Those Who Exalt Themselves : The Pride Of Hektor Essay

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Those Who Exalt Themselves: The Pride of Hektor
I. Introduction
While pride is a vice that is often frowned upon in modern cultures, it occupied a vastly different place in ancient Greek culture. Indeed, it was often inextricably tied to their concept of glory and heroism. Be as that may, Homer, in The Iliad of Homer, despite it being one of the most well-known pieces of ancient Greek literature, portrays pride in a more negative light than was the norm of his time. Pride in the Iliad most often causes much destruction and ends up being the downfall of many key characters, including Achilleus and Agamemnon. When the pride of Agamemnon is such that he misappropriates one of Achilleus’s war-won concubines, which ignites Achilleus’s pride to the point of refusing to fight in the war, they nearly singlehandedly hand over the victory to the Trojans. Given that these two eventually reconcile, however much they personify pride, it is Hektor whose hubris ultimately brings about his downfall. Homer uses Hektor’s storyline to exemplify the dangers of excessive pride and warn against allowing it to govern your actions. In his pursuit of pride and glory, Hektor shames himself by bringing about the deaths of his men and is killed after realizing his mistakes and seeking to restore his honor. It is only when Priam abandons his pride and humbles himself that Hektor’s storyline is resolved.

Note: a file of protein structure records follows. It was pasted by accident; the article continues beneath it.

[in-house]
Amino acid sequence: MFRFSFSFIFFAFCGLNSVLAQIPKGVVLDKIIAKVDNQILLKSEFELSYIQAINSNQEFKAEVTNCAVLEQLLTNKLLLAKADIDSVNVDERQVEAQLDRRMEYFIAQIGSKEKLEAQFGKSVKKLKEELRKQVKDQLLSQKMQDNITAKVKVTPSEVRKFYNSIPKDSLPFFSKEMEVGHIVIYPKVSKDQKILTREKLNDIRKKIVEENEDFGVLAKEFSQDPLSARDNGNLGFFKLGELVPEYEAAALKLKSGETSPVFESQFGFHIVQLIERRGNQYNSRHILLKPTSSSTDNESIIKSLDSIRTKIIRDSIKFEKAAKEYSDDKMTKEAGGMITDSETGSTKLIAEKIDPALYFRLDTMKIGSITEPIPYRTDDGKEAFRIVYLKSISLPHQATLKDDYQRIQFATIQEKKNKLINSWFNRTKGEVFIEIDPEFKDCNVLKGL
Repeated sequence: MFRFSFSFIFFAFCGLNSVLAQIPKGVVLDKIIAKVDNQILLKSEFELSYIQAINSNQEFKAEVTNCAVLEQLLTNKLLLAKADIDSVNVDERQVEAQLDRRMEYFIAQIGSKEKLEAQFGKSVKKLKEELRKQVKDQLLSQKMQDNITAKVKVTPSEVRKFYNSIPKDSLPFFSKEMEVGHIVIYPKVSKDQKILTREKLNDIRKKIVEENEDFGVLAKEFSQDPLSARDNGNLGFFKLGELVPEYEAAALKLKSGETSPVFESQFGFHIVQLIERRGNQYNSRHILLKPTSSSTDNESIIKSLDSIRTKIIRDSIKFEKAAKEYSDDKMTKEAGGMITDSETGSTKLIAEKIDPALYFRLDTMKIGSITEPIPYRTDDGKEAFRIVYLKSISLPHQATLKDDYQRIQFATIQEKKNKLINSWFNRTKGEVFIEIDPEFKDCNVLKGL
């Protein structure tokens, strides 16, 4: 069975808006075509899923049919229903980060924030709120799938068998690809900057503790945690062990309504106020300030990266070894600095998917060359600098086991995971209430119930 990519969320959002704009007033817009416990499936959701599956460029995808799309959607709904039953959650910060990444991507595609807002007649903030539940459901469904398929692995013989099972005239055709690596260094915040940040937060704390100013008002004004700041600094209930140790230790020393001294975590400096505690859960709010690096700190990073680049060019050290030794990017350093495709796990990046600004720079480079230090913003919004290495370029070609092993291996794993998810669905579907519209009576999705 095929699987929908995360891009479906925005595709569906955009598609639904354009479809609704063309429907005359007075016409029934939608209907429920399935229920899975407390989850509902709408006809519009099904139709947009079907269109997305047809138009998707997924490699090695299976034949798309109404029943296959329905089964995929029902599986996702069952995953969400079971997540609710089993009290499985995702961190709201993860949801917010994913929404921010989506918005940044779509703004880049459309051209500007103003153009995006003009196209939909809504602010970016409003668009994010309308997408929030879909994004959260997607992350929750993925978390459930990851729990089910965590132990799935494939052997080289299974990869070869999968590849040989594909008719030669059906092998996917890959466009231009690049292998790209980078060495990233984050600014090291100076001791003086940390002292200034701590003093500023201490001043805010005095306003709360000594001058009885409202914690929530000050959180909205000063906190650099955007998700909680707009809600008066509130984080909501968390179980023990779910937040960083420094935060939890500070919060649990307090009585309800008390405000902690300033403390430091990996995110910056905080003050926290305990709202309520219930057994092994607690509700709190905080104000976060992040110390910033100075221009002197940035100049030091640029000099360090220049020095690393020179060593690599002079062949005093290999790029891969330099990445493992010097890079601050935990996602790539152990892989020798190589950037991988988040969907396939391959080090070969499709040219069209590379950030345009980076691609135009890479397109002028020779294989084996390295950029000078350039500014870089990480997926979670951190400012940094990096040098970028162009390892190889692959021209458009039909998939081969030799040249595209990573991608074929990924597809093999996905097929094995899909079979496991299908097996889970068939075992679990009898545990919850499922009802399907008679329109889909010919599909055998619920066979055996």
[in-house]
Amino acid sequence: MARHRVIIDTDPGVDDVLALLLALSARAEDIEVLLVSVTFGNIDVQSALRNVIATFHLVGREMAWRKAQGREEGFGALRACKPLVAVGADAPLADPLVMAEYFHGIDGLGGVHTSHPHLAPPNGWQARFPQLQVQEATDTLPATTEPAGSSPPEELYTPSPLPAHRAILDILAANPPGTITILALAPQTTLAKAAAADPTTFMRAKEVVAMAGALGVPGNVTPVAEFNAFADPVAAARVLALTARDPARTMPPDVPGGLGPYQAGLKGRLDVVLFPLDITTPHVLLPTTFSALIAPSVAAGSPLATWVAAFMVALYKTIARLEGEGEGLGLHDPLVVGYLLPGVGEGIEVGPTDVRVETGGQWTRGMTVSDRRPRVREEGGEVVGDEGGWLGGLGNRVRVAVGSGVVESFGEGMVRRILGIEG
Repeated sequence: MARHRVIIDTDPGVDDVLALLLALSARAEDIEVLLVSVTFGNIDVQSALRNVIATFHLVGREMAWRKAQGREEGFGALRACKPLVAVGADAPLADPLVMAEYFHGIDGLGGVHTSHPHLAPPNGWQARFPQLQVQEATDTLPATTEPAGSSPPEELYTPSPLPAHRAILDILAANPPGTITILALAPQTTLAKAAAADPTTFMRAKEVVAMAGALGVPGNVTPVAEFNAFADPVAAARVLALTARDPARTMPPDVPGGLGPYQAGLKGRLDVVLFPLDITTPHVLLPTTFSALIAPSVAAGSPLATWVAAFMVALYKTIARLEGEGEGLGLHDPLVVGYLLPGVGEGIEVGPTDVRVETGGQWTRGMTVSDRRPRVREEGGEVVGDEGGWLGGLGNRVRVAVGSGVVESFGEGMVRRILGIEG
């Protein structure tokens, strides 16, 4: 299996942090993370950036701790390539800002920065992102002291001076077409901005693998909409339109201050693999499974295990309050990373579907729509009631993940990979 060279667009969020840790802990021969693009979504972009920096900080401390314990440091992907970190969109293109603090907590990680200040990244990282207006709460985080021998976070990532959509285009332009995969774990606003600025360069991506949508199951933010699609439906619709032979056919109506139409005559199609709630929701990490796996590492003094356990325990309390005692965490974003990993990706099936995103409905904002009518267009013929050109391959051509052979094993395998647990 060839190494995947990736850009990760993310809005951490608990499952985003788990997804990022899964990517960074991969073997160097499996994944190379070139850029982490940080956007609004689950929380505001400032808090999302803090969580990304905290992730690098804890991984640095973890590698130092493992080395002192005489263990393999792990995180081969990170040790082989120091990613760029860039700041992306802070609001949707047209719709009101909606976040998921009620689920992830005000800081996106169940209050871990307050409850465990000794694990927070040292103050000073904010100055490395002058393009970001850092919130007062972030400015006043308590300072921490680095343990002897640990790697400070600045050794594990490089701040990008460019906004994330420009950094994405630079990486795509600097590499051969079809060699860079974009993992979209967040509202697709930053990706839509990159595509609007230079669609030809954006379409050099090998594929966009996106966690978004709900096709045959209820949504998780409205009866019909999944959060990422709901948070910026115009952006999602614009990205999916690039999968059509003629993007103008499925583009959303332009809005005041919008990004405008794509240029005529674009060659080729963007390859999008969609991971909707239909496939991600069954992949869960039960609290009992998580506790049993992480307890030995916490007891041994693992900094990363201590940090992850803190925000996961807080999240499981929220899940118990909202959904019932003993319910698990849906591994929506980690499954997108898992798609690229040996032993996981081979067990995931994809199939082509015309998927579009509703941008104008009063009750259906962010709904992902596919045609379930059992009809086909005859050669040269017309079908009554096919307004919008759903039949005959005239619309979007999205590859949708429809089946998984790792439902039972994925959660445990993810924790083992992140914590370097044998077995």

II. Opposition
Greek culture heavily stressed the importance of material goods as a status symbol. In

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